The economic sentiment indicator, or ESI, in the 17-member euro zone rose to 97.8 in October, beating expectations by 0.5 points and rising up from 96.9 in September to constitute its sixth straight increase and taking the index to its highest level since August 2011.
The rise in ESI “suggests that the region’s modest recovery continued in the early stages of Q4,” Ben May, European economist at Capital Economics, said in a note. “On past form, the ESI now points to annual GDP growth of almost 1%. This is consistent with further, albeit small, quarterly rises in GDP in Q3 and Q4 of about 0.2%.”
The gain in ESI stood in contrast to German business confidence in October, which defied analysts’ expectations to fall after rising for five consecutive months, according to Ifo Business Climate index released on Friday. And, data released on Wednesday by the German Statistics Office showed that Germany’s unemployment rate held steady at 6.9 percent in September, as expected, and, for the first time since reunification in 1990, the number of people who were employed crossed the 42 million mark to reach 42.1 million.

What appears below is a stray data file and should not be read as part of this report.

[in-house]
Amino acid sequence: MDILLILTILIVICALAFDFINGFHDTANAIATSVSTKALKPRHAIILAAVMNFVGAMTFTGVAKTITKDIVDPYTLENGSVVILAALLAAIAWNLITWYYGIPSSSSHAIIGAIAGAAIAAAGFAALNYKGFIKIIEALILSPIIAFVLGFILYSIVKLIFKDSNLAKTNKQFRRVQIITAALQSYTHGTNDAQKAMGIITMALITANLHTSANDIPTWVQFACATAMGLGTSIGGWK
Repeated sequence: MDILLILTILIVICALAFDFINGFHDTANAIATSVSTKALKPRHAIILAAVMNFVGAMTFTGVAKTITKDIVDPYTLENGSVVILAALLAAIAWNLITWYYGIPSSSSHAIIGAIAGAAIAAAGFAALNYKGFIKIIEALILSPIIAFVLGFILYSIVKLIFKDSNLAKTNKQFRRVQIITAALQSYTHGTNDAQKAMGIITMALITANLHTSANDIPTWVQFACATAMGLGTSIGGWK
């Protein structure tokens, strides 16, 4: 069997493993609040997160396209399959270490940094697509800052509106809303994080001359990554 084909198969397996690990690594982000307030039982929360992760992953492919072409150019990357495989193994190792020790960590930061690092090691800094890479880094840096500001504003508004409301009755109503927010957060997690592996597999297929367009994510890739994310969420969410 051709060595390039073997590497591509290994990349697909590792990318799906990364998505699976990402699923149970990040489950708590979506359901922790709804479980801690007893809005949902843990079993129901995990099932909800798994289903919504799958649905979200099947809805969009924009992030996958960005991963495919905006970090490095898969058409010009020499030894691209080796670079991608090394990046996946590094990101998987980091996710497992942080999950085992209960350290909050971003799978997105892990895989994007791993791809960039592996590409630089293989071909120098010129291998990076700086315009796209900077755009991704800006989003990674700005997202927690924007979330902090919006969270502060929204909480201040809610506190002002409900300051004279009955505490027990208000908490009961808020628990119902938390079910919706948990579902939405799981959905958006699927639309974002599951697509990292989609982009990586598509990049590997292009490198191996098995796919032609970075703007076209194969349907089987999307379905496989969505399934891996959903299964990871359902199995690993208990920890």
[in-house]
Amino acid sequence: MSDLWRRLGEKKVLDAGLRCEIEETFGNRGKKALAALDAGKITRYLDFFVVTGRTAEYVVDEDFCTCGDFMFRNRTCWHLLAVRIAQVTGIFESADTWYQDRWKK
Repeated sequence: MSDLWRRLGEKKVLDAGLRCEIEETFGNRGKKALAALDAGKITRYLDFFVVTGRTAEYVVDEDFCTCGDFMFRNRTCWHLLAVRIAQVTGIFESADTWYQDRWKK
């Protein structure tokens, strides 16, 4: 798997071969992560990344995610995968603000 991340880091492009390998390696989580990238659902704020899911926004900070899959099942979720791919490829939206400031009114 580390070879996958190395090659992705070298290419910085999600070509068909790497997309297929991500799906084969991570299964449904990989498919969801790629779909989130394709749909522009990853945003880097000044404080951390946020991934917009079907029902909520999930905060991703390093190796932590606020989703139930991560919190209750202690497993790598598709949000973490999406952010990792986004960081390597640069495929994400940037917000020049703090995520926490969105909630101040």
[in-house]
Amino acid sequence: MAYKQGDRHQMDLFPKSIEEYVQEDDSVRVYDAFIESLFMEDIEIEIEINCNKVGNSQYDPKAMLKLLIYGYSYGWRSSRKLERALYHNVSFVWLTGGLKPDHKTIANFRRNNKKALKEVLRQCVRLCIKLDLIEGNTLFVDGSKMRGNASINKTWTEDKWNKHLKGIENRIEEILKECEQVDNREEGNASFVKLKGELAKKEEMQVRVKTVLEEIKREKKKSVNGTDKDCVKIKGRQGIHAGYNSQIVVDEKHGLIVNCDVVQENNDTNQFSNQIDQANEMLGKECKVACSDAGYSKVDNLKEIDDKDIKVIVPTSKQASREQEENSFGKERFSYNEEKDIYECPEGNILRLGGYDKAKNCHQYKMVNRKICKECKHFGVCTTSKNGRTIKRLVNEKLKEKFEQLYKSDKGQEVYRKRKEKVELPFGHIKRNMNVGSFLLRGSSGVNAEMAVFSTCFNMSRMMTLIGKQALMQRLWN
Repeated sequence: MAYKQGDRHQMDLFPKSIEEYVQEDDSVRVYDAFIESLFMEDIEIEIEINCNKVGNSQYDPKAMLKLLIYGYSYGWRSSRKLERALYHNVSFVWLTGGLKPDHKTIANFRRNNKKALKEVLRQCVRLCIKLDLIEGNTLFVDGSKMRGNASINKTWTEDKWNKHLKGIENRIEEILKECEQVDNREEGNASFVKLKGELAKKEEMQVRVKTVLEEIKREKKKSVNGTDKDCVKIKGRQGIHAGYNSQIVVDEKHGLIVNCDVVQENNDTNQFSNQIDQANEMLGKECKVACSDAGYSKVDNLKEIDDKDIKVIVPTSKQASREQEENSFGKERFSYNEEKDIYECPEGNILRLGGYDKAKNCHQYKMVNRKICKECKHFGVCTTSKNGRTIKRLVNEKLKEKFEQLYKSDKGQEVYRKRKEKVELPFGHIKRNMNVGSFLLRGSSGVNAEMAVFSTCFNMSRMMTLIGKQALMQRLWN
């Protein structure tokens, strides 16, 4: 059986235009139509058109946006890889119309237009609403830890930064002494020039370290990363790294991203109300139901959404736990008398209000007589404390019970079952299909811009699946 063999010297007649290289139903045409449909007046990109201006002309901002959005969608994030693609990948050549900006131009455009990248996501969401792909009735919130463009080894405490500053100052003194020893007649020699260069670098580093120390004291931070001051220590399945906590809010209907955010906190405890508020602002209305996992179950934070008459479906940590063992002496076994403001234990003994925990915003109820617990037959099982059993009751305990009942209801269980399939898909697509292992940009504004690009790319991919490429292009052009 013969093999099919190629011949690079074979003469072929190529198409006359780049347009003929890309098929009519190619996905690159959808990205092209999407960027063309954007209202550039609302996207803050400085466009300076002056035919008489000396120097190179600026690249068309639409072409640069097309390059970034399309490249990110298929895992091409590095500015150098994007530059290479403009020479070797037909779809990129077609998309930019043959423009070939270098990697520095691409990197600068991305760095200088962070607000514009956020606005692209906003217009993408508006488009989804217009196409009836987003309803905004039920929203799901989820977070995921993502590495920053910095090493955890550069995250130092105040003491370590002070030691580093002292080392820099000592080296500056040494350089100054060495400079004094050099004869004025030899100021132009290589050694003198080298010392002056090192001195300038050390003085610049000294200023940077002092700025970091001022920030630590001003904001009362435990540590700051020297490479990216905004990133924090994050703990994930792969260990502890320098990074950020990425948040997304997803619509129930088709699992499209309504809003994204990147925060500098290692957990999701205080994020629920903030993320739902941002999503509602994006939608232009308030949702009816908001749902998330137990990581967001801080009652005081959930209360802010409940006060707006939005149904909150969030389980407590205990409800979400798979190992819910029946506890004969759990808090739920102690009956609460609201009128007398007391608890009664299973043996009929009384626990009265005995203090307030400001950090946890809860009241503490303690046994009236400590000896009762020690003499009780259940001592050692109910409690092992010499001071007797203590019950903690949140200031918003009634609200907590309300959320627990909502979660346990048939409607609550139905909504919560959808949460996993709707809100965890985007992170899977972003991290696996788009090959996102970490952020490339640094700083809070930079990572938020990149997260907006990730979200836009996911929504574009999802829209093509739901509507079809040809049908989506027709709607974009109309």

Back in the euro zone, industry confidence also registered an improvement in October, although the scale remained in negative territory. The index rose to -4.8 from -6.6 in September, above expectations of a marginal increase to a -6.5 reading. The consumer confidence index, which also continues to be in negative territory, rose to -14.5 in October, as expected, from -14.9 in September.
The business climate indicator also recorded gains and reached -0.01 in October, beating expectations of a -0.15 reading, and up from -0.19 in the previous month. The services sentiment index, however, missed expectations of an uptick to -2.8 and instead dropped to -3.7 in October, from a -3.2 reading in September.
“The breakdown showed that the pick-up was down to a rise in consumer and industrial sentiment, whereas service sector sentiment inched down,” May said. “Overall, another sign that the euro-zone has continued to grow, but we continue to think that the recovery will remain sluggish and that GDP growth will be weaker than the consensus expectation.”